How has adoption changed over the years?
What do Moses, Aristotle, Babe Ruth, Nelson Mandela and Steve Jobs all have in common? Each of these pioneering men was adopted. We wonder how each might answer the question, “How has adoption changed over the years?”
How has adoption changed and evolved?
For centuries, adoptions were parent-focused. They occurred when a child lost their parents, lived in poverty, was born out of wedlock or when more labor was required around the home. That began to shift in 1851, when Massachusetts passed the first modern adoption law. It recognized adoption as a legal operation based on child welfare, rather than adult interests.
Since then, how has adoption changed? Our Texas adoption agency lays out a brief timeline of adoption development over the years.
- 1910-1930: The first specialized adoption agencies were founded.
- 1917: Minnesota passed the first law mandating home studies before adoptions.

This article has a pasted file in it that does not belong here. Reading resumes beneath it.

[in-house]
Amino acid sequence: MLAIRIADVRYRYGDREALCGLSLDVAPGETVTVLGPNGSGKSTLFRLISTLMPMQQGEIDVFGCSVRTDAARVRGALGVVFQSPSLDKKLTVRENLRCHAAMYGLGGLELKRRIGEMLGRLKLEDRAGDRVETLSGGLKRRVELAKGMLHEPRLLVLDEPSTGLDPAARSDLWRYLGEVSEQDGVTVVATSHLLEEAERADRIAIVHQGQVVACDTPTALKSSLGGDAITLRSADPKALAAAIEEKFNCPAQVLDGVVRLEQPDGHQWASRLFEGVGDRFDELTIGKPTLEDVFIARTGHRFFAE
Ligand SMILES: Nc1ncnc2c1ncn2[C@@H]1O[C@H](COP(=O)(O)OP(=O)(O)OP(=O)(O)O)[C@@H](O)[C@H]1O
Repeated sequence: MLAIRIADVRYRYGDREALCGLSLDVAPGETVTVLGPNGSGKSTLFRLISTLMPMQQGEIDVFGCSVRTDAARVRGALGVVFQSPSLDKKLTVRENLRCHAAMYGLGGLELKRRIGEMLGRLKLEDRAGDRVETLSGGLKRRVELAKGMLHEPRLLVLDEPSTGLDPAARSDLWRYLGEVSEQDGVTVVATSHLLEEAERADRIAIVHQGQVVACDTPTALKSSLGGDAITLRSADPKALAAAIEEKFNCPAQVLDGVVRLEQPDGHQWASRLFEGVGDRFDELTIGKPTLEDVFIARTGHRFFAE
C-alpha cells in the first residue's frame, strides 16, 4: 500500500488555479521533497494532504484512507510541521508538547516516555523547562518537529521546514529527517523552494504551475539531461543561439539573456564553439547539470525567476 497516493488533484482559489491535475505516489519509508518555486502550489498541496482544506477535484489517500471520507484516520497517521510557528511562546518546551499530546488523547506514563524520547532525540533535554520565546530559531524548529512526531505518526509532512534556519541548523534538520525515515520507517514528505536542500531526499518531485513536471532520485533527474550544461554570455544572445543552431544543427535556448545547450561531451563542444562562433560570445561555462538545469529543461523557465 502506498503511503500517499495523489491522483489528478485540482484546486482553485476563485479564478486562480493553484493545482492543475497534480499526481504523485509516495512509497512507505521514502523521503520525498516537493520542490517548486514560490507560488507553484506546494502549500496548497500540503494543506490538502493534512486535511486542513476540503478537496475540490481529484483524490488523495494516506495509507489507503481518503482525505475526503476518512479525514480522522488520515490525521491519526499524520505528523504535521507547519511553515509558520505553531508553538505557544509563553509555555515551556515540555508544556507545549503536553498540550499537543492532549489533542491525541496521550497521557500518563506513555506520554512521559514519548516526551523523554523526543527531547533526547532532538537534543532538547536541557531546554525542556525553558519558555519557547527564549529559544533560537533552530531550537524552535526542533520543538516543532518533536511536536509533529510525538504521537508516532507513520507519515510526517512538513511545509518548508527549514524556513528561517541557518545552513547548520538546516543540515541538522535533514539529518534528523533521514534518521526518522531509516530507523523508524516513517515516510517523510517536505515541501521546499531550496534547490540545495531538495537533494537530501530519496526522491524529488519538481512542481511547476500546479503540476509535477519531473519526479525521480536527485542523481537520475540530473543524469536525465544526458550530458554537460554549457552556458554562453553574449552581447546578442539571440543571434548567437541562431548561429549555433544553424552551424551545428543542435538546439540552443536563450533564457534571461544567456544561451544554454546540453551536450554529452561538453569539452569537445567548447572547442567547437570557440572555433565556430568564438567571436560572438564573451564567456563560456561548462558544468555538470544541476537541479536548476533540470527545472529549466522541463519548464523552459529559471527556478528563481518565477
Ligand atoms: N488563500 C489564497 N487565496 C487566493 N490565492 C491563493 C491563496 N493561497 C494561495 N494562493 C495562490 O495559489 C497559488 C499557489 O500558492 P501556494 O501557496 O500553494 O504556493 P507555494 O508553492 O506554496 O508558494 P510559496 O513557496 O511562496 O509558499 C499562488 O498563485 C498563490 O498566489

- 1912-1921: The U.S. Children’s Bureau and The Child Welfare League of America were founded. This helped to promote adoption research and advocacy, while folding unified practices into state laws around the country.
- Early-1970s: Adoptions reached their century-long peak. Adoption agencies arranged 80% of them.
- 1976: Concerned United Birthparents was founded.
The founding of the Concerned United Birthparents brought yet another important shift to modern adoption. The notion that birth parents – not social workers – should choose the families for their children began to gain traction. This led to decades of groundbreaking research that overwhelmingly proved this practice provided greater long-term health for everyone involved in adoption.
Our Texas adoption agency specializes in modern adoption
If you were to ask an adoptee born in 1960, “How has adoption changed over the years?” you might be surprised (and perhaps a little heartbroken) by their answer. They likely know very little about the circumstances that led to their birth parents to choose adoption.
Now, 95% of adoptions are “open.” Birth mothers choose the adoptive parents for their child, and some form of communication exists between the two families. Adoptees grow up knowing their birth story. In modern adoption, families report a sense of gratitude and pride.
Contact Legacy Adoption Services if you’d like to learn more about the loving option of modern adoption.